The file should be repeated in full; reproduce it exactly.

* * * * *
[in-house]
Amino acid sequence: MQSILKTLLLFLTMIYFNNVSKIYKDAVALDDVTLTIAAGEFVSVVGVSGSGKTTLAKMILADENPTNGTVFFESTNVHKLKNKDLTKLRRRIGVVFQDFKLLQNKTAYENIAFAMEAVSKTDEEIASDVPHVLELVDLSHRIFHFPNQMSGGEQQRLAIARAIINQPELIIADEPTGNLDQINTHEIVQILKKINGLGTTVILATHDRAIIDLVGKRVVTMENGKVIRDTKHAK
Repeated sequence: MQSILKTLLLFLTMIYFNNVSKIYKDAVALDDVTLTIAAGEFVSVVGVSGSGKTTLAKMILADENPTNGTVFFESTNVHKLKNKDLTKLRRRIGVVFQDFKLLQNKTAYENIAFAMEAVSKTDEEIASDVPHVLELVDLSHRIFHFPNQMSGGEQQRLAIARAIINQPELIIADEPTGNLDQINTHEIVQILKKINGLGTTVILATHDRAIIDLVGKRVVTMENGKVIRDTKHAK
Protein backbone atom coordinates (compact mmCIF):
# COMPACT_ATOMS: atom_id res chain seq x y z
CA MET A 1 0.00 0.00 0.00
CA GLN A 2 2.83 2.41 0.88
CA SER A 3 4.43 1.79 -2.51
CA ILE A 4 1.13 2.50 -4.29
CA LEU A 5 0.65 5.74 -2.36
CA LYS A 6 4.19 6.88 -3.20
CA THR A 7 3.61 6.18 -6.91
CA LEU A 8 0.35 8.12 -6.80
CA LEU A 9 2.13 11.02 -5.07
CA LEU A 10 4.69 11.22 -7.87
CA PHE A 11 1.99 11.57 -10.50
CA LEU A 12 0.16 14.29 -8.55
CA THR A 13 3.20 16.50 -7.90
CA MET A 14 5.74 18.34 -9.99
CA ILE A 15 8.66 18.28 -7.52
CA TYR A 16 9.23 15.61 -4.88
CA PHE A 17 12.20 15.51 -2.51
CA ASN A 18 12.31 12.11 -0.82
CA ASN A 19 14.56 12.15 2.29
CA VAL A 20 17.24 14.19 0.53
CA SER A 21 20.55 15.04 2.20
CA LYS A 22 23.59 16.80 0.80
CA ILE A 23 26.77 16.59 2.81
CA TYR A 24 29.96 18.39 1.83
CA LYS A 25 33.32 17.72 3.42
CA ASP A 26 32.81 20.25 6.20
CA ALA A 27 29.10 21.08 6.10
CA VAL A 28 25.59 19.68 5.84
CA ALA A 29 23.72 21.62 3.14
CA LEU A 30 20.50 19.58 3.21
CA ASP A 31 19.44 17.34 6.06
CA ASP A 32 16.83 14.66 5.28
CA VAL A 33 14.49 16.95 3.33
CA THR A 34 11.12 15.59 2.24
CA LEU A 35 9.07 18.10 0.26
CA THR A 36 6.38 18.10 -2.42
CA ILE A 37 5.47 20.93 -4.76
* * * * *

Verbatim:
[in-house]
Amino acid sequence: MQSILKTLLLFLTMIYFNNVSKIYKDAVALDDVTLTIAAGEFVSVVGVSGSGKTTLAKMILADENPTNGTVFFESTNVHKLKNKDLTKLRRRIGVVFQDFKLLQNKTAYENIAFAMEAVSKTDEEIASDVPHVLELVDLSHRIFHFPNQMSGGEQQRLAIARAIINQPELIIADEPTGNLDQINTHEIVQILKKINGLGTTVILATHDRAIIDLVGKRVVTMENGKVIRDTKHAK
Repeated sequence: MQSILKTLLLFLTMIYFNNVSKIYKDAVALDDVTLTIAAGEFVSVVGVSGSGKTTLAKMILADENPTNGTVFFESTNVHKLKNKDLTKLRRRIGVVFQDFKLLQNKTAYENIAFAMEAVSKTDEEIASDVPHVLELVDLSHRIFHFPNQMSGGEQQRLAIARAIINQPELIIADEPTGNLDQINTHEIVQILKKINGLGTTVILATHDRAIIDLVGKRVVTMENGKVIRDTKHAK
Protein backbone atom coordinates (compact mmCIF):
# COMPACT_ATOMS: atom_id res chain seq x y z
CA MET A 1 0.00 0.00 0.00
CA GLN A 2 2.83 2.41 0.88
CA SER A 3 4.43 1.79 -2.51
CA ILE A 4 1.13 2.50 -4.29
CA LEU A 5 0.65 5.74 -2.36
CA LYS A 6 4.19 6.88 -3.20
CA THR A 7 3.61 6.18 -6.91
CA LEU A 8 0.35 8.12 -6.80
CA LEU A 9 2.13 11.02 -5.07
CA LEU A 10 4.69 11.22 -7.87
CA PHE A 11 1.99 11.57 -10.50
CA LEU A 12 0.16 14.29 -8.55
CA THR A 13 3.20 16.50 -7.90
CA MET A 14 5.74 18.34 -9.99
CA ILE A 15 8.66 18.28 -7.52
CA TYR A 16 9.23 15.61 -4.88
CA PHE A 17 12.20 15.51 -2.51
CA ASN A 18 12.31 12.11 -0.82
CA ASN A 19 14.56 12.15 2.29
CA VAL A 20 17.24 14.19 0.53
CA SER A 21 20.55 15.04 2.20
CA LYS A 22 23.59 16.80 0.80
CA ILE A 23 26.77 16.59 2.81
CA TYR A 24 29.96 18.39 1.83
CA LYS A 25 33.32 17.72 3.42
CA ASP A 26 32.81 20.25 6.20
CA ALA A 27 29.10 21.08 6.10
CA VAL A 28 25.59 19.68 5.84
CA ALA A 29 23.72 21.62 3.14
CA LEU A 30 20.50 19.58 3.21
CA ASP A 31 19.44 17.34 6.06
CA ASP A 32 16.83 14.66 5.28
CA VAL A 33 14.49 16.95 3.33
CA THR A 34 11.12 15.59 2.24
CA LEU A 35 9.07 18.10 0.26
CA THR A 36 6.38 18.10 -2.42
CA ILE A 37 5.47 20.93 -4.76